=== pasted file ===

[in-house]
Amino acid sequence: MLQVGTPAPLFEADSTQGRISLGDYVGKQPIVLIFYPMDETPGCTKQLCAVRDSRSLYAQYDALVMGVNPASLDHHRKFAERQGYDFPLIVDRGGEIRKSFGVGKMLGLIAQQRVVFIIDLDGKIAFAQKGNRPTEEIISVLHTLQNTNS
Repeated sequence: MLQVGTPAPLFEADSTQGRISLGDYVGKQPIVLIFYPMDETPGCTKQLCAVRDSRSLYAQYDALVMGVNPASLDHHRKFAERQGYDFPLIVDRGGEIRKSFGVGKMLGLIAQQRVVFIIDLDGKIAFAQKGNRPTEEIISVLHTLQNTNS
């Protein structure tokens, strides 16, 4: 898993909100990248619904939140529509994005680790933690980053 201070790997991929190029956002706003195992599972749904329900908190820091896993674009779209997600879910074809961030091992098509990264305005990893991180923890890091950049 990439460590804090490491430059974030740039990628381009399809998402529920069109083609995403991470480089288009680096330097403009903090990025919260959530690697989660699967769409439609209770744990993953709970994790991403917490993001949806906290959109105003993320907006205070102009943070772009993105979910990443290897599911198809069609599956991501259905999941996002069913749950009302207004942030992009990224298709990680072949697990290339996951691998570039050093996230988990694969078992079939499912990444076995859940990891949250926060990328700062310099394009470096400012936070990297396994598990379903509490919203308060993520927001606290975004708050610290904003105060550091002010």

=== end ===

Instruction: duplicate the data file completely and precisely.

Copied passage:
[in-house]
Amino acid sequence: MLQVGTPAPLFEADSTQGRISLGDYVGKQPIVLIFYPMDETPGCTKQLCAVRDSRSLYAQYDALVMGVNPASLDHHRKFAERQGYDFPLIVDRGGEIRKSFGVGKMLGLIAQQRVVFIIDLDGKIAFAQKGNRPTEEIISVLHTLQNTNS
Repeated sequence: MLQVGTPAPLFEADSTQGRISLGDYVGKQPIVLIFYPMDETPGCTKQLCAVRDSRSLYAQYDALVMGVNPASLDHHRKFAERQGYDFPLIVDRGGEIRKSFGVGKMLGLIAQQRVVFIIDLDGKIAFAQKGNRPTEEIISVLHTLQNTNS
């Protein structure tokens, strides 16, 4: 898993909100990248619904939140529509994005680790933690980053 201070790997991929190029956002706003195992599972749904329900908190820091896993674009779209997600879910074809961030091992098509990264305005990893991180923890890091950049 990439460590804090490491430059974030740039990628381009399809998402529920069109083609995403991470480089288009680096330097403009903090990025919260959530690697989660699967769409439609209770744990993953709970994790991403917490993001949806906290959109105003993320907006205070102009943070772009993105979910990443290897599911198809069609599956991501259905999941996002069913749950009302207004942030992009990224298709990680072949697990290339996951691998570039050093996230988990694969078992079939499912990444076995859940990891949250926060990328700062310099394009470096400012936070990297396994598990379903509490919203308060993520927001606290975004708050610290904003105060550091002010």